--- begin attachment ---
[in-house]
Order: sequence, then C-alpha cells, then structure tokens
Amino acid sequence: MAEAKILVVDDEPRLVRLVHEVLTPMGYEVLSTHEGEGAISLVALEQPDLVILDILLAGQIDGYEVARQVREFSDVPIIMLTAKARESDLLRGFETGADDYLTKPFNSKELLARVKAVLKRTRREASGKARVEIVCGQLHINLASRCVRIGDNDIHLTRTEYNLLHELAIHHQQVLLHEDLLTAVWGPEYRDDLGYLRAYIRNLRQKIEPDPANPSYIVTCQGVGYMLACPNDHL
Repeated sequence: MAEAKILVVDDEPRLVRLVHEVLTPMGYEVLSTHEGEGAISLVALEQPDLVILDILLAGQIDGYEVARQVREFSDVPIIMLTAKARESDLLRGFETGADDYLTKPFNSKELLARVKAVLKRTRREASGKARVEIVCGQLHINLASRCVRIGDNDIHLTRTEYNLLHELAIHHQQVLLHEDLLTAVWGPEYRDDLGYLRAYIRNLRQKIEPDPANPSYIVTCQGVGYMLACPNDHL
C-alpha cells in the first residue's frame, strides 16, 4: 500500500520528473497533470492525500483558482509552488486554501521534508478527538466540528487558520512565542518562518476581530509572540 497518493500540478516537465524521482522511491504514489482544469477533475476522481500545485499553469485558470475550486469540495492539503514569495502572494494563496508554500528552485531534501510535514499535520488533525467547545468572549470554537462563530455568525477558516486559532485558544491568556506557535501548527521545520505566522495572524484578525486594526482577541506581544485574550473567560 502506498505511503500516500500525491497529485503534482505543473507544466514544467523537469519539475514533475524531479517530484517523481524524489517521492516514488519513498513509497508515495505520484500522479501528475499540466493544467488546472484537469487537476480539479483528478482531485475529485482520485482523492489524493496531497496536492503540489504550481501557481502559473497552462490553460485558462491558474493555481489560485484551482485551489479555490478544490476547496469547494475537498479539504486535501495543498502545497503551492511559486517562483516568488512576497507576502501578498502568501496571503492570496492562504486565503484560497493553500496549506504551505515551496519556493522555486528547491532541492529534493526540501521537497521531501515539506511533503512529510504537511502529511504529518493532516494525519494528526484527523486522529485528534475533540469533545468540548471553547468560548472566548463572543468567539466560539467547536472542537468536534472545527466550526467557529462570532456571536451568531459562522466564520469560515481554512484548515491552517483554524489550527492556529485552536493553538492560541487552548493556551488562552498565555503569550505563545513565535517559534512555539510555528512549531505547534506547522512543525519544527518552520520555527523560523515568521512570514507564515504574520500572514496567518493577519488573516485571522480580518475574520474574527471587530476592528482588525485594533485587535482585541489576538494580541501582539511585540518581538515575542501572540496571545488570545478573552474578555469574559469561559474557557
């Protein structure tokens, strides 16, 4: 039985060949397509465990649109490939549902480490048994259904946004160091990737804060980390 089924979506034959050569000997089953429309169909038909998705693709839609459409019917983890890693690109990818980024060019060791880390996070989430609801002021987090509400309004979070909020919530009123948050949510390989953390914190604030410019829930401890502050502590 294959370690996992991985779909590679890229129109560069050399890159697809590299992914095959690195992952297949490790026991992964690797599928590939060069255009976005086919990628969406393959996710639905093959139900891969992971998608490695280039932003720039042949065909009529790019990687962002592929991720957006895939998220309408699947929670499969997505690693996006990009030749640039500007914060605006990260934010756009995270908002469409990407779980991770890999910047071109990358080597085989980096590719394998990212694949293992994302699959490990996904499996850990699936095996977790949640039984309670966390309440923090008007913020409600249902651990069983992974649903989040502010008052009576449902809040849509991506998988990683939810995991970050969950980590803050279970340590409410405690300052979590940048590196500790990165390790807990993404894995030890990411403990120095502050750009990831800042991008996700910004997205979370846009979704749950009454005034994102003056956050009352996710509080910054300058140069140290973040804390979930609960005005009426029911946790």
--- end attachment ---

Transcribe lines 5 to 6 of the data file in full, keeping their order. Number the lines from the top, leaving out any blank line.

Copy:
C-alpha cells in the first residue's frame, strides 16, 4: 500500500520528473497533470492525500483558482509552488486554501521534508478527538466540528487558520512565542518562518476581530509572540 497518493500540478516537465524521482522511491504514489482544469477533475476522481500545485499553469485558470475550486469540495492539503514569495502572494494563496508554500528552485531534501510535514499535520488533525467547545468572549470554537462563530455568525477558516486559532485558544491568556506557535501548527521545520505566522495572524484578525486594526482577541506581544485574550473567560 502506498505511503500516500500525491497529485503534482505543473507544466514544467523537469519539475514533475524531479517530484517523481524524489517521492516514488519513498513509497508515495505520484500522479501528475499540466493544467488546472484537469487537476480539479483528478482531485475529485482520485482523492489524493496531497496536492503540489504550481501557481502559473497552462490553460485558462491558474493555481489560485484551482485551489479555490478544490476547496469547494475537498479539504486535501495543498502545497503551492511559486517562483516568488512576497507576502501578498502568501496571503492570496492562504486565503484560497493553500496549506504551505515551496519556493522555486528547491532541492529534493526540501521537497521531501515539506511533503512529510504537511502529511504529518493532516494525519494528526484527523486522529485528534475533540469533545468540548471553547468560548472566548463572543468567539466560539467547536472542537468536534472545527466550526467557529462570532456571536451568531459562522466564520469560515481554512484548515491552517483554524489550527492556529485552536493553538492560541487552548493556551488562552498565555503569550505563545513565535517559534512555539510555528512549531505547534506547522512543525519544527518552520520555527523560523515568521512570514507564515504574520500572514496567518493577519488573516485571522480580518475574520474574527471587530476592528482588525485594533485587535482585541489576538494580541501582539511585540518581538515575542501572540496571545488570545478573552474578555469574559469561559474557557
């Protein structure tokens, strides 16, 4: 039985060949397509465990649109490939549902480490048994259904946004160091990737804060980390 089924979506034959050569000997089953429309169909038909998705693709839609459409019917983890890693690109990818980024060019060791880390996070989430609801002021987090509400309004979070909020919530009123948050949510390989953390914190604030410019829930401890502050502590 294959370690996992991985779909590679890229129109560069050399890159697809590299992914095959690195992952297949490790026991992964690797599928590939060069255009976005086919990628969406393959996710639905093959139900891969992971998608490695280039932003720039042949065909009529790019990687962002592929991720957006895939998220309408699947929670499969997505690693996006990009030749640039500007914060605006990260934010756009995270908002469409990407779980991770890999910047071109990358080597085989980096590719394998990212694949293992994302699959490990996904499996850990699936095996977790949640039984309670966390309440923090008007913020409600249902651990069983992974649903989040502010008052009576449902809040849509991506998988990683939810995991970050969950980590803050279970340590409410405690300052979590940048590196500790990165390790807990993404894995030890990411403990120095502050750009990831800042991008996700910004997205979370846009979704749950009454005034994102003056956050009352996710509080910054300058140069140290973040804390979930609960005005009426029911946790």